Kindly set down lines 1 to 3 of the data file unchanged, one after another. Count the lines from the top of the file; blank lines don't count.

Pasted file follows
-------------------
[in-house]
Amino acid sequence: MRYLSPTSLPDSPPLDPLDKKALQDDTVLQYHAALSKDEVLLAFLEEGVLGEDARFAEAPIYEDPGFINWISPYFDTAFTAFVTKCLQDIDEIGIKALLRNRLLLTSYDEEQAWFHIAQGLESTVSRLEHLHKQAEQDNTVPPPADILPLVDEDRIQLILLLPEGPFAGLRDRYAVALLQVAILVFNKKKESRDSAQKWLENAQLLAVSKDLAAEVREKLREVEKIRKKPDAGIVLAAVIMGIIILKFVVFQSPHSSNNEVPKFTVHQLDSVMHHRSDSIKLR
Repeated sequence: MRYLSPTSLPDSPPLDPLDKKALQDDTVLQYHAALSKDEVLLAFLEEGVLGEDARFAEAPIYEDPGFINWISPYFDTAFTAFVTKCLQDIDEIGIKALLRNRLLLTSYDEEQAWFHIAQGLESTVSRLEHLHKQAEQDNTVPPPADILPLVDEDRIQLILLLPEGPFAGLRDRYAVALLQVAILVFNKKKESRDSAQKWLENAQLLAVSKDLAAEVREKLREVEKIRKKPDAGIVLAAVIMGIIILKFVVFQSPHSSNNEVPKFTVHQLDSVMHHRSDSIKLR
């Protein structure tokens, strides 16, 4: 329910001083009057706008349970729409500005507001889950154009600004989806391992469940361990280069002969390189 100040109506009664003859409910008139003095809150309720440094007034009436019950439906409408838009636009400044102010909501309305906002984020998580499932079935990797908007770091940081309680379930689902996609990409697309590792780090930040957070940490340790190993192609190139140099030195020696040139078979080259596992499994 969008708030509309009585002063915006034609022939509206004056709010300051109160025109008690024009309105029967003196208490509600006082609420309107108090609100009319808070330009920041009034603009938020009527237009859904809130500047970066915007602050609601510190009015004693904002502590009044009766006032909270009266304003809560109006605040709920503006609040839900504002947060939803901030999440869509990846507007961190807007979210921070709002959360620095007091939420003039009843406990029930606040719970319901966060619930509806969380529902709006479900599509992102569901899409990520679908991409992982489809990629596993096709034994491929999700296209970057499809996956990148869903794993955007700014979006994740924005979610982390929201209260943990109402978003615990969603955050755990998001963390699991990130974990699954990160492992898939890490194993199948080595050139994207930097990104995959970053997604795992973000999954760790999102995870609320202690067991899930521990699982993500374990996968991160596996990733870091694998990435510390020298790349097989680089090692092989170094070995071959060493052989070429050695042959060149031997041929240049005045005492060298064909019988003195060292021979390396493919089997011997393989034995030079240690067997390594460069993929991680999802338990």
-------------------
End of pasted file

[in-house]
Amino acid sequence: MRYLSPTSLPDSPPLDPLDKKALQDDTVLQYHAALSKDEVLLAFLEEGVLGEDARFAEAPIYEDPGFINWISPYFDTAFTAFVTKCLQDIDEIGIKALLRNRLLLTSYDEEQAWFHIAQGLESTVSRLEHLHKQAEQDNTVPPPADILPLVDEDRIQLILLLPEGPFAGLRDRYAVALLQVAILVFNKKKESRDSAQKWLENAQLLAVSKDLAAEVREKLREVEKIRKKPDAGIVLAAVIMGIIILKFVVFQSPHSSNNEVPKFTVHQLDSVMHHRSDSIKLR
Repeated sequence: MRYLSPTSLPDSPPLDPLDKKALQDDTVLQYHAALSKDEVLLAFLEEGVLGEDARFAEAPIYEDPGFINWISPYFDTAFTAFVTKCLQDIDEIGIKALLRNRLLLTSYDEEQAWFHIAQGLESTVSRLEHLHKQAEQDNTVPPPADILPLVDEDRIQLILLLPEGPFAGLRDRYAVALLQVAILVFNKKKESRDSAQKWLENAQLLAVSKDLAAEVREKLREVEKIRKKPDAGIVLAAVIMGIIILKFVVFQSPHSSNNEVPKFTVHQLDSVMHHRSDSIKLR